St. Petersburg Times Online: Election 2000
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Easterling says knocking on doors helped her win


© St. Petersburg Times, published November 9, 2000

TAMPA -- Stacey Lyn Easterling entered the race for a County Commission seat knowing it wouldn't be easy. She faced a respected incumbent with deep pockets and popular views.

To get her message out, Easterling decided to campaign door-to-door until her feet gave out or she met every voter.

Her strategy paid off. On Tuesday, the 30-year-old Republican beat Democratic Commissioner Ben Wacksman for the District 1 seat representing South Tampa and Town 'N Country.

"I'm not surprised by the win, but I wouldn't have been surprised by the loss," said a jubilant Easterling, who spent most of Wednesday fielding calls from supporters. She also cleaned her condo, which "looked like a frat house" from the victory party.

A Hillsborough County native, Easterling began campaigning April 1 and never let up. By Election Day, she had knocked on the doors of more than 10,800 houses and stopped a lot of joggers, she said.

"Nobody was safe," she joked.

The former assistant state attorney walked neighborhoods every day but Sundays in the same shoes she wore as a waitress in college.

"I was operating on time and manpower because I didn't have the money," she said. "I had to go out there and outwalk him."

Easterling was outspent by more than 2-to-1 in her first bid for public office. Wacksman, 38, raised about $187,000, a lot of which went toward cable advertising and mailings.

Wacksman was appointed to the commission by the late Gov. Lawton Chiles in 1998. He now plans to revive his real estate company, WP Commercial Inc., which he put on hold after his appointment.

During the campaign, Wacksman accused Easterling of distorting his record and attacking him in fliers. Her biggest backer, Sam Rashid, also bought several Web sites with Wacksman's name to keep him from using them.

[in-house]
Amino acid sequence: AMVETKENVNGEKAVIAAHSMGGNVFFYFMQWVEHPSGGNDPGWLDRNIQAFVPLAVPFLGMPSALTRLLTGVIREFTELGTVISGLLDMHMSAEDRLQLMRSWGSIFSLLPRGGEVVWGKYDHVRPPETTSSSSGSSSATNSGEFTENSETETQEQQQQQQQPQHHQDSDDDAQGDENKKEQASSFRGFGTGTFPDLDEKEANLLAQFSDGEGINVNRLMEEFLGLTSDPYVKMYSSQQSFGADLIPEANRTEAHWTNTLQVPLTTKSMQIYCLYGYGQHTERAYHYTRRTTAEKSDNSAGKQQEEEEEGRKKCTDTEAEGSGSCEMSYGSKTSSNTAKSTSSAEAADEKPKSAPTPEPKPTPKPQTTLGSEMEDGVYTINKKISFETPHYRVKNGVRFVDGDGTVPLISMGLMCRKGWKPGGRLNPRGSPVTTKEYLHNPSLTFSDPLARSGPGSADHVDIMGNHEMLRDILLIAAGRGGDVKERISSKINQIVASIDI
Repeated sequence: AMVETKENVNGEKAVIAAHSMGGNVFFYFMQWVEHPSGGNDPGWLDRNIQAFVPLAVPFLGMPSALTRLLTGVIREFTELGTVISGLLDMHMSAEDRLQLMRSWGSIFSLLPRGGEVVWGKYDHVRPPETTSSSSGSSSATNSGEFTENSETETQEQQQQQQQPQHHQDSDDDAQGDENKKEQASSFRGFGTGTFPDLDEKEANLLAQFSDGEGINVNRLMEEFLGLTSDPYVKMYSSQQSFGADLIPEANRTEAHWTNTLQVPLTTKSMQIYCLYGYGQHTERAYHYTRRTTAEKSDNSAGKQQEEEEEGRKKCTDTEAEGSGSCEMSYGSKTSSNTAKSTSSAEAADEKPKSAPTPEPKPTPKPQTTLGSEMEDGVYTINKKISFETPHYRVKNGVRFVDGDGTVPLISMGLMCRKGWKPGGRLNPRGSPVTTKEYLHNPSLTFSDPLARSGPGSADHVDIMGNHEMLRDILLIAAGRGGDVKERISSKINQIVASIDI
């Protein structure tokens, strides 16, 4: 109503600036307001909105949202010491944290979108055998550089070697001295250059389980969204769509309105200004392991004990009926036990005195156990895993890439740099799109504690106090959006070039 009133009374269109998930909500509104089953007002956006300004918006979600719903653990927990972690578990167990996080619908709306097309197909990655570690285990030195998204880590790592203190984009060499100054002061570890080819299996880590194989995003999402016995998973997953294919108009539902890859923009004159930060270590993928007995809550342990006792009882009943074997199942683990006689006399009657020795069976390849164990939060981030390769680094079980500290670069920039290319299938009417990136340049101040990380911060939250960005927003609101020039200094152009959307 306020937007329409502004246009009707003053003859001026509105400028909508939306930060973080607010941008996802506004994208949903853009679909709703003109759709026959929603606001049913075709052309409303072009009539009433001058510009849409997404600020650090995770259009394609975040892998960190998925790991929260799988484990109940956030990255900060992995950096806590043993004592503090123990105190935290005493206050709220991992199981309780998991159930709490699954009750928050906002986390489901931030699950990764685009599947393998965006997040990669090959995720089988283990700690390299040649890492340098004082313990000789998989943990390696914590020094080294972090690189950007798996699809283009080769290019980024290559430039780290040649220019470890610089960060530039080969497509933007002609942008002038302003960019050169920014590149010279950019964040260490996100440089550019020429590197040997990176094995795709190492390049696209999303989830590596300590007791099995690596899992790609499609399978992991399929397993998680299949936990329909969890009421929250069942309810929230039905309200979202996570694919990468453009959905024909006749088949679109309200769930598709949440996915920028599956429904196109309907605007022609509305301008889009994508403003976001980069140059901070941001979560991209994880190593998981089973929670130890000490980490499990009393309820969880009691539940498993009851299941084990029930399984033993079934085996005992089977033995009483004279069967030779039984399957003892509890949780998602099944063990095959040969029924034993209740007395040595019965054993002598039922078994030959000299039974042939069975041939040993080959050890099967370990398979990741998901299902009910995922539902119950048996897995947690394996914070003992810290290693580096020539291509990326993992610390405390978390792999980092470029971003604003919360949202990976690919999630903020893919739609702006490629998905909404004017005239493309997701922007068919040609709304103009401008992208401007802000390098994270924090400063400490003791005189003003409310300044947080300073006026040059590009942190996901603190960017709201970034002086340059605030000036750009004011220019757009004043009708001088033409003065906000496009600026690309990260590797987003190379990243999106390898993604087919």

Easterling's friends say she won on her own merits.

"She put a lot of hard work into it," said Kathy Schklair, a chiropractor in Fort Lauderdale who graduated with Easterling from the University of Florida in 1992. "She's focused, and she's ambitious."

Easterling's victory put the Republicans in control of the commission, but she's not likely to play politics, some say.

"I think she has a very independent mind," said Melodie Mabanta, a law school friend. "I don't think she will be easily swayed by politics."

Now an attorney in Baltimore, Mabanta has fond memories of Easterling from their days at Loyola University in New Orleans. She describes Easterling as an intelligent, kind-hearted person who once nursed a stray, hurt dog back to health.

Easterling worked as a prosecutor for four years under the late Hillsborough State Attorney Harry Lee Coe, a supporter of Wacksman's. She quit in March to run for the commission seat, causing a rift between Coe and Easterling's mother, who was Coe's human resources director and friend.

A longtime Democrat, Easterling's mother sent a letter to voters urging them to vote for her Republican daughter. She said her daughter shares many of the principles and passions of the Democratic Party.

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